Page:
Today’s announcement that the Albanese Government will begin to tackle the systemic and widespread  exploitation of migrant workers in Australia is an important step forward. Drivers of exploitation include temporary visa conditions that tie workers to single employers, no protection or guarantee that workers reporting workplace exploitation will not face deportation and weak regulation and enforcement.

The Government’s proposed package of measures implement key recommendations of the Migrant Workers’ Taskforce – after years of inaction by the Coalition Government. These include new criminal offences for employers coercing temporary migrant workers to breach their visa conditions or to accept exploitative workplace practices, and preventing employers who have engaged in serious, repeated or deliberate non-compliance from employing additional temporary migrant workers for a period of time.

The Government also announced it will work with unions, industry and key stakeholders to design a system that will enhance protections and safeguards for  migrant workers that include protections against visa cancellation for workers reporting exploitation, a visa to enable temporary migrant workers to remain in the country while they pursue their workplace entitlements, and the creation of a ‘firewall’ between the Fair Work Ombudsman and the Department of Home Affairs to encourage exploited workers to report exploitation without suffering adverse immigration outcomes.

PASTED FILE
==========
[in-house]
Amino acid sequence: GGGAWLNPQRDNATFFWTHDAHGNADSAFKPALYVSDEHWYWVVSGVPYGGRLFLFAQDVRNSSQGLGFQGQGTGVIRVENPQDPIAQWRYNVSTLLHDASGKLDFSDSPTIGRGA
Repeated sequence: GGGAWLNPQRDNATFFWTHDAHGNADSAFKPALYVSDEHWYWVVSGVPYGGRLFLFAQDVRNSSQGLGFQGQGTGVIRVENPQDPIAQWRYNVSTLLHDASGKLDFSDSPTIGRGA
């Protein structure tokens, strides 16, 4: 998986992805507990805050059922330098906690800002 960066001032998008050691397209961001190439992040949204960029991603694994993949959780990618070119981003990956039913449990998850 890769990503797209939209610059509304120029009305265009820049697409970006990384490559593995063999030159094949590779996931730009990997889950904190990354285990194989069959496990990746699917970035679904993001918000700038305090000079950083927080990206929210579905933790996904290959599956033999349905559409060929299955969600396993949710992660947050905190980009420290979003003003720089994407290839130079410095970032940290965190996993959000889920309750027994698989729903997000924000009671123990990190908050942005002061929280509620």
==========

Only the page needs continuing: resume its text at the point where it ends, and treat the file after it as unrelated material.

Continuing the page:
Quotes attributable to ACTU President Michele O’ Neil:

Migrant worker exploitation is a national shame – we welcome the Albanese Government taking action to protect migrant workers from exploitation and to implement key recommendations of the Migrant Worker Taskforce – after years of inaction by the Coalition Government.

“The exploitation of workers in Australia on short term visas hurts all workers and exposes the impact of a migration system that has shifted away from permanent migration towards a guest worker, individual employer driven approach.

“We commend the government for beginning to take action to protect migrant workers and increase the penalties for employers who see temporary migrant workers as an easy target for exploitation”.

“More needs to be done and we will work with the Federal Government and other stakeholders on further proposals to engineer exploitation out of our migration system including an evidence-based approach to skill shortages, a guarantee against visa cancellation for short term visa workers taking action on breaches of their workplace rights, and a visa to protect workers pursuing a claim against their employer.

“Migrant workers should be able to enforce their workplace rights without jeopardising their ability to stay in the country.”